Yu Darvish

Ron Washington expects Yu Darvish back in the Rangers’ rotation on August 25

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Rangers manager Ron Washington expects starter Yu Darvish to rejoin the Rangers’ rotation when he’s first eligible on August 25, Evan Grant of the Dallas Morning News reports. Darvish went on the disabled list on Thursday retroactive to August 11 with inflammation in his right elbow.

There was some concern that Darvish could miss the rest of the season, but it seems that Washington doesn’t share that concern.

“It’s our intention he will pitch again,” Washington said about Darvish’s season. “I expect him to pitch for us on [August] the 25th. I have no indication that it would be more than 15 days. Let’s let the process work and see where it goes.”

Darvish has taken a more long-term view. He told the media that if returning to pitch this season is “going to risk my elbow for the future, I’m not going to take the risk.”

The 27-year-old right-hander was in the midst of another great season before the injury halted his momentum. He has a 3.06 ERA with a 182/49 K/BB ratio in 144 1/3 innings. Robbie Ross started in his place last night and was shelled by the Rays, allowing six runs in 4 1/3 innings. Ross was optioned to Triple-A earlier today. The Rangers plan to skip over the #5 spot in the rotation as the club has off days on Monday and Thursday.

Yordano Ventura killed in an auto accident

CLEVELAND, OH -  JUNE 2:  Starting pitcher Yordano Ventura #30 of the Kansas City Royals jokes with teammates as he walks off the field after the fifth inning against the Cleveland Indians at Progressive Field on June 2, 2016 in Cleveland, Ohio. (Photo by Jason Miller/Getty Images)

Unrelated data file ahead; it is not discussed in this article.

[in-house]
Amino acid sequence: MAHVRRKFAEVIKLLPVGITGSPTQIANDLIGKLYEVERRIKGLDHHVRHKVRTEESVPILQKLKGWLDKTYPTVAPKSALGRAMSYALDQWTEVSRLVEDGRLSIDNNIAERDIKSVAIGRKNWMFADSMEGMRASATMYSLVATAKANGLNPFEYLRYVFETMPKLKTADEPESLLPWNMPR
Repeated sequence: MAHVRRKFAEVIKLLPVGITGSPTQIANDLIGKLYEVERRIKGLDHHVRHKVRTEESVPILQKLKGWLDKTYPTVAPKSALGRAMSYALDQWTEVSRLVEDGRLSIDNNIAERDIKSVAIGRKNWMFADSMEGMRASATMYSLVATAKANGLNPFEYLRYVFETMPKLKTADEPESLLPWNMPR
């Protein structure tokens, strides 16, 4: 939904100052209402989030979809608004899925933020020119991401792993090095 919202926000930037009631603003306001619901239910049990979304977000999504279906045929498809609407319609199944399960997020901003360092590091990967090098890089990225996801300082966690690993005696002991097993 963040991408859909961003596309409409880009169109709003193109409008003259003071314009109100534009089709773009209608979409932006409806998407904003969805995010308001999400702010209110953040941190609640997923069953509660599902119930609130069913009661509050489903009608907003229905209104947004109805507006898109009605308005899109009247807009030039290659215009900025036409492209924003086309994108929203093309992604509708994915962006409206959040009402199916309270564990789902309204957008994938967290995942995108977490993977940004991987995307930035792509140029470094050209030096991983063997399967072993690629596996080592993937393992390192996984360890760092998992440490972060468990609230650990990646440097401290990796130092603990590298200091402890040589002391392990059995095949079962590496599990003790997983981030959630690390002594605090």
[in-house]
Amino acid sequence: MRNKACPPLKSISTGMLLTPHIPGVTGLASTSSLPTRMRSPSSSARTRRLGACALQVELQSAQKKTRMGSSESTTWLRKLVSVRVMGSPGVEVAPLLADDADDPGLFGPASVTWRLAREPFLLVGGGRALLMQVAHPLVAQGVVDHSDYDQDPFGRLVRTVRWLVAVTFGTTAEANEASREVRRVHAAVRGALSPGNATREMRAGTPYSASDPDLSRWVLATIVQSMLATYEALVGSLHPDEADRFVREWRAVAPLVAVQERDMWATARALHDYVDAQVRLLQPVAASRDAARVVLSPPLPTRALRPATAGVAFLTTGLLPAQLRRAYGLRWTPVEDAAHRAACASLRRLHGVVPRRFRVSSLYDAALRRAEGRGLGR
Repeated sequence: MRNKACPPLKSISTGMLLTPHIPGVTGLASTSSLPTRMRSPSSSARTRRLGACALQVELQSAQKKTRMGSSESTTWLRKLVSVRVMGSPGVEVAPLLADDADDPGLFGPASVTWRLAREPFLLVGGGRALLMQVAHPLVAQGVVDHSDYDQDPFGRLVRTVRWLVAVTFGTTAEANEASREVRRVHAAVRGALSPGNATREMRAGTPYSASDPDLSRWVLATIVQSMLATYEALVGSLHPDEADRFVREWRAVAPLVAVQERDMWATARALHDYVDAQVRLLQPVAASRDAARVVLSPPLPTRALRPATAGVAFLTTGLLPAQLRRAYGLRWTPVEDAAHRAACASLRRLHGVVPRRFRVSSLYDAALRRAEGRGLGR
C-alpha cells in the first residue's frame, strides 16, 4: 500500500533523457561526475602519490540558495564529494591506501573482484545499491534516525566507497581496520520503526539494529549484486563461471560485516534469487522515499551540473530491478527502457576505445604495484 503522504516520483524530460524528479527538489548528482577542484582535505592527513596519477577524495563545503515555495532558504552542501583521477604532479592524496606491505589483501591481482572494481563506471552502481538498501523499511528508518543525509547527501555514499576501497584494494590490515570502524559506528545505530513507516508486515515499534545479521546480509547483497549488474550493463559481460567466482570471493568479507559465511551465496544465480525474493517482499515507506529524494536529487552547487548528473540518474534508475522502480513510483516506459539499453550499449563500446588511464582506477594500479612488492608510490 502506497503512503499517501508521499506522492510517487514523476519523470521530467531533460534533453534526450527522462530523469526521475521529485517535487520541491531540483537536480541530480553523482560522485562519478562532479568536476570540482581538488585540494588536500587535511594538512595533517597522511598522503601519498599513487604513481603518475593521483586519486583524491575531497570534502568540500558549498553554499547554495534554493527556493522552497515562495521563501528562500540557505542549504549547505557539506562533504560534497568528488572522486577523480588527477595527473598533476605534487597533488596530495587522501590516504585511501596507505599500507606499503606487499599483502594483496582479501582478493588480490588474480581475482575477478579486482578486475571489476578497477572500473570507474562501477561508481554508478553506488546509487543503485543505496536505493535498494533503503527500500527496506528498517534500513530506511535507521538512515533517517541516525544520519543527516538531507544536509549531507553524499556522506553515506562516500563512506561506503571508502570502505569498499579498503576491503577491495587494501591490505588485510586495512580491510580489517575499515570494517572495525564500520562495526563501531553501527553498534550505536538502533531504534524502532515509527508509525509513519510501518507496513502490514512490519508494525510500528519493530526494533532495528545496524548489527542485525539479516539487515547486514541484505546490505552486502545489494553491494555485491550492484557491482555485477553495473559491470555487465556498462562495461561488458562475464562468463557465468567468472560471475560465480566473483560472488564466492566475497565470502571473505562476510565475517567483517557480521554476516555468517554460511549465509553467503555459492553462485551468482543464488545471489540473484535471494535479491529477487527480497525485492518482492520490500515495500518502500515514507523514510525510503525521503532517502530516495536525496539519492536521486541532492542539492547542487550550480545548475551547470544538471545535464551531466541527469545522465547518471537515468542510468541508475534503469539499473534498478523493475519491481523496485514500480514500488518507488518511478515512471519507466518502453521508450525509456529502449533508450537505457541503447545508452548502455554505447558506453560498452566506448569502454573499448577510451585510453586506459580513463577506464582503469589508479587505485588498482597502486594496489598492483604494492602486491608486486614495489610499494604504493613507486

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Terrible, terrible news: Christian Moreno of ESPN reports that Royals pitcher Yordano Ventura has been killed in an automobile accident in the Dominican Republic. His death has been confirmed by police. He was only 25 years-old. There are as of yet no details about the accident.

Ventura was a four-year veteran, having debuted in 2013 but truly bursting onto the scene for the Royals in 2014. That year he went 14-10 with a 3.20 ERA in 183 innings, ascending to the national stage along with the entire Royals team with some key performances in that year’s ALDS and World Series. The following year Ventura won 13 games for the World Champion Royals and again appeared in the playoffs and World Series.

Ventura was often in the middle of controversy — he found himself in several controversies arising out of his habit of hitting and brushing back hitters — but he was an undeniably electric young talent who was poised to anchor the Royals rotation for years to come. His loss, like that of Jose Fernandez just this past September, is incalculable to both his team, his fans and to Major League Baseball as a whole.

Our thoughts go out to his family, his friends, his teammates and his fans.

Report: Tim Lincecum is not ready for retirement

ANAHEIM, CA - JULY 29:  Tim Lincecum #55 of the Los Angeles Angels during the second inning of the game against the Boston Red Sox at Angel Stadium of Anaheim on July 29, 2016 in Anaheim, California.  (Photo by Jayne Kamin-Oncea/Getty Images)
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Free agent right-hander Tim Lincecum isn’t ready to hang up his cleats just yet. At least, that’s the word from Lincecum’s agent, Rick Thurman, who says the 32-year-old is still “throwing and getting ready for the season” (via Andrew Baggarly of the San Jose Mercury News).

Lincecum may not be ready to enter retirement, but another quote from Thurman suggests that he’ll be picky about where he pitches next. He doesn’t appear open to pitching overseas, and despite not having a contract for 2017 (or even any serious suitors), the right-hander is set on pitching in the big leagues this year. Whether or not he’s willing to take a bullpen role to do so remains to be seen.

While Baggarly predicts some interest in the veteran righty, there’s not much in Lincecum’s recent history to inspire faith in him as a starter, or even a reliever. He picked up a one-year, $2.5 million contract with the Angels following his hip surgery in 2015, and went 2-6 in 2016 with a 9.16 ERA, 5.4 BB/9 and 7.5 SO/9 over 38 1/3 innings. At this point, a minor league contract seems like the surest path back to major league success, though he’s unlikely to find an open spot on the Giants’ or Angels’ rosters anytime soon.